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Ok still have questions about this its still unclear how to handle it. we bought a house it was 61000.00 we paid 1000.00 down. this is the first home we have ever bought and was wondering if we qualify for the first time home buyers program and since we bought it from an individual and financed it throught them and not a company could we use it on our taxes and if so how and what do we need to do this.

  1. Reply
    February 17, 2014 at 2:32 am

    No tax breaks for you only maybe the mortgage interest deduction if you itemize.

  2. Reply
    February 17, 2014 at 2:54 am

    The down payment is not counted on income taxes, doesn’t matter if you buy it with a land contract (which is exactly what you are doing) or through a mortgage company.

    The only home expenses you can claim on your federal income taxes are property taxes and interest paid to the lender. And, those are only claimed IF the total of your itemized deductions is larger than your standard deduction. For a $ 61,000 mortgage & house, I really doubt your taxes & interest will be greater than the standard deduction ($ 10,900 for married, $ 5,400 for single).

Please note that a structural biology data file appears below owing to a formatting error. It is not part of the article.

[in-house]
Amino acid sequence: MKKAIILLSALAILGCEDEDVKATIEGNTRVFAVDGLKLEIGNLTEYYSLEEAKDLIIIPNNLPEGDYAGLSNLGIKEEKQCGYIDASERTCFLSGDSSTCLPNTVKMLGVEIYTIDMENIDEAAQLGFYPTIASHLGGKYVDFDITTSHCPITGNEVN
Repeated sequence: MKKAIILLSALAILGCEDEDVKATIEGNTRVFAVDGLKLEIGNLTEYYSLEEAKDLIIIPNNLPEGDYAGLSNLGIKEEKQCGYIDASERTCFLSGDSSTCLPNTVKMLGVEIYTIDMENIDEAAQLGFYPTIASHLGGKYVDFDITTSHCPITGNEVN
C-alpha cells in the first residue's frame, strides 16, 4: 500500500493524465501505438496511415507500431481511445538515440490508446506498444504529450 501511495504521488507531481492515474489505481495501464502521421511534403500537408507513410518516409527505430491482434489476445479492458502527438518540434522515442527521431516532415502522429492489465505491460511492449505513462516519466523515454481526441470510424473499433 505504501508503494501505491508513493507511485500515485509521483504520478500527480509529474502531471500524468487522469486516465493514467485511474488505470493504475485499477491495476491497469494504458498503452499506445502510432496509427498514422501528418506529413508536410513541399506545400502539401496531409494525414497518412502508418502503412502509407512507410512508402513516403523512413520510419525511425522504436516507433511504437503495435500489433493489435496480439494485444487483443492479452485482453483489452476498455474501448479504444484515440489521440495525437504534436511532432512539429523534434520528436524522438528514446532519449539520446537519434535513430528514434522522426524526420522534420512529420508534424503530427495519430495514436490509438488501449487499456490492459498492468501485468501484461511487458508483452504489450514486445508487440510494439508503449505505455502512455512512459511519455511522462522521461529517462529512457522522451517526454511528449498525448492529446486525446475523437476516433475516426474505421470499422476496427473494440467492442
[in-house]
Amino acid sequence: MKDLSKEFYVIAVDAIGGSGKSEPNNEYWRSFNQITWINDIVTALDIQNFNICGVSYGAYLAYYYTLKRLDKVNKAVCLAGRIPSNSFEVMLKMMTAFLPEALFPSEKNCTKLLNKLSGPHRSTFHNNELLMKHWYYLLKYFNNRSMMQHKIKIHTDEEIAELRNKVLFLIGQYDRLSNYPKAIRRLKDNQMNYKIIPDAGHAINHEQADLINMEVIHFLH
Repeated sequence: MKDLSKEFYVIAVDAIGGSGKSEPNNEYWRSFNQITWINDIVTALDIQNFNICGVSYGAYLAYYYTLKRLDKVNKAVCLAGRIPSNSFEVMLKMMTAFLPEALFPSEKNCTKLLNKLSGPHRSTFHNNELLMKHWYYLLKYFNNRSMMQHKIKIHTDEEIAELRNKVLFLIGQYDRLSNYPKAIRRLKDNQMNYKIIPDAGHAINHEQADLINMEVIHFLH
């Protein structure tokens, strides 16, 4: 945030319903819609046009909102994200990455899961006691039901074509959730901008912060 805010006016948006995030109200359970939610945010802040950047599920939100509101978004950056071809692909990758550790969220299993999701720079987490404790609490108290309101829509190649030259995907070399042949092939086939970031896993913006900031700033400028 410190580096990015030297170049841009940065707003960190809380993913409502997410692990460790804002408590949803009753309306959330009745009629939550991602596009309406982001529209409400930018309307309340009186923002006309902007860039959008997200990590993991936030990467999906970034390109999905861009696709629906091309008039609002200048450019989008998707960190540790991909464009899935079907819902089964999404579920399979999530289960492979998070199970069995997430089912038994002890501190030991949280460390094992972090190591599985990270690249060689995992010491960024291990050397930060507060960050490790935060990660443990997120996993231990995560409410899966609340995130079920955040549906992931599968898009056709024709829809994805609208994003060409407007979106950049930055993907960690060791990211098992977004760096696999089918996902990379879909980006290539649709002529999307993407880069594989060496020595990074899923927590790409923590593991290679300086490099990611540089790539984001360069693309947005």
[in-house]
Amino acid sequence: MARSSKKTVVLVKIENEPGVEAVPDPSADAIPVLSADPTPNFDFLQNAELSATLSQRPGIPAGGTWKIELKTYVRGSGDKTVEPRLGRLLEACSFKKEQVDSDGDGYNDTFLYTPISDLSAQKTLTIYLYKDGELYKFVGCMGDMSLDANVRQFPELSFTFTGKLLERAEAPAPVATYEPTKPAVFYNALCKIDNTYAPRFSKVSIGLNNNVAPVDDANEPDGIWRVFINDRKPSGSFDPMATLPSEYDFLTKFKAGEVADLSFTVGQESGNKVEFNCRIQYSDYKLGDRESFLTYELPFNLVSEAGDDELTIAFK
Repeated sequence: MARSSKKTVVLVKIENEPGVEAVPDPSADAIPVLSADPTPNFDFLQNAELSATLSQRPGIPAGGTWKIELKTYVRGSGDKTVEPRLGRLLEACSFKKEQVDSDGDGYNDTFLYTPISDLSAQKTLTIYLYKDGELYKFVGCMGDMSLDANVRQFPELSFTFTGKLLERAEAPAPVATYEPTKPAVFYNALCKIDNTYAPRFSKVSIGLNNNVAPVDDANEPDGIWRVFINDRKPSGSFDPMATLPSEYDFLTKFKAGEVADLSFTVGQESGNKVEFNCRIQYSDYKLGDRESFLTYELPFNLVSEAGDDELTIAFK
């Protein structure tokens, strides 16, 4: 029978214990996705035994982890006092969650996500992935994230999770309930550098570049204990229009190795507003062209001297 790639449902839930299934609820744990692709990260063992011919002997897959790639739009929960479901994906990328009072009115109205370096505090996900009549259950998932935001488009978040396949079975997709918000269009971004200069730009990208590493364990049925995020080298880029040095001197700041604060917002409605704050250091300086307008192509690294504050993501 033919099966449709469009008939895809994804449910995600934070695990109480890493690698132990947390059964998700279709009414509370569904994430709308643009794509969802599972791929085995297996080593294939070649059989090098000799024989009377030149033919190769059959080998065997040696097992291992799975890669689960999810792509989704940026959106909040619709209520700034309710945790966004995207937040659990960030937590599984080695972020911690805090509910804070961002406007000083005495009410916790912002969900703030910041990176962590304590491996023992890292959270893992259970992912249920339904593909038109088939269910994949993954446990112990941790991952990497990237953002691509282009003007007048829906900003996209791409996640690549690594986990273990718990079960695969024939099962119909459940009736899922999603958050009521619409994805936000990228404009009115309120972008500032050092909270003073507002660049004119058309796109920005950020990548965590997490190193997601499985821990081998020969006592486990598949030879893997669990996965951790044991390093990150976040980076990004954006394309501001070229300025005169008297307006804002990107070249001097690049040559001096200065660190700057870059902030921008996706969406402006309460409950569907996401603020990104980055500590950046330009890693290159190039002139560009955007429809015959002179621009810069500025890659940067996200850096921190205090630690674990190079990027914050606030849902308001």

Good luck.

  3. Reply
    February 17, 2014 at 2:55 am

    The fact that you have owner financing on your home does not disqualify you from any tax benefit.

    The downpayment is not deductible. If you itemize you may deduct the mortgage interest and property tax. If you know the amount of the mortgage and the interest rate, you can go to calculators on the Internet to figure your interest, or your tax preparer can figure your interest. In some cases, the person who holds your mortgage will figure your interest.

    You will need the Social Security Number, name, and address of the mortgage holder. He is required to provide this to you if you request.

    If you do not itemize you may still take up to a $ 1,000 additional standard deduction for property taxes you paid.

    As for the homebuyers’ credit, you may be eligible for this if you purchased the home after April 9, 2008. The credit is an interest-free loan of 10% of your purchase price, in your case $ 6,100. If you qualify you will be paid $ 6,100 on your tax return. You repay this loan over 15 years in payments of $ 407 starting in 2011.

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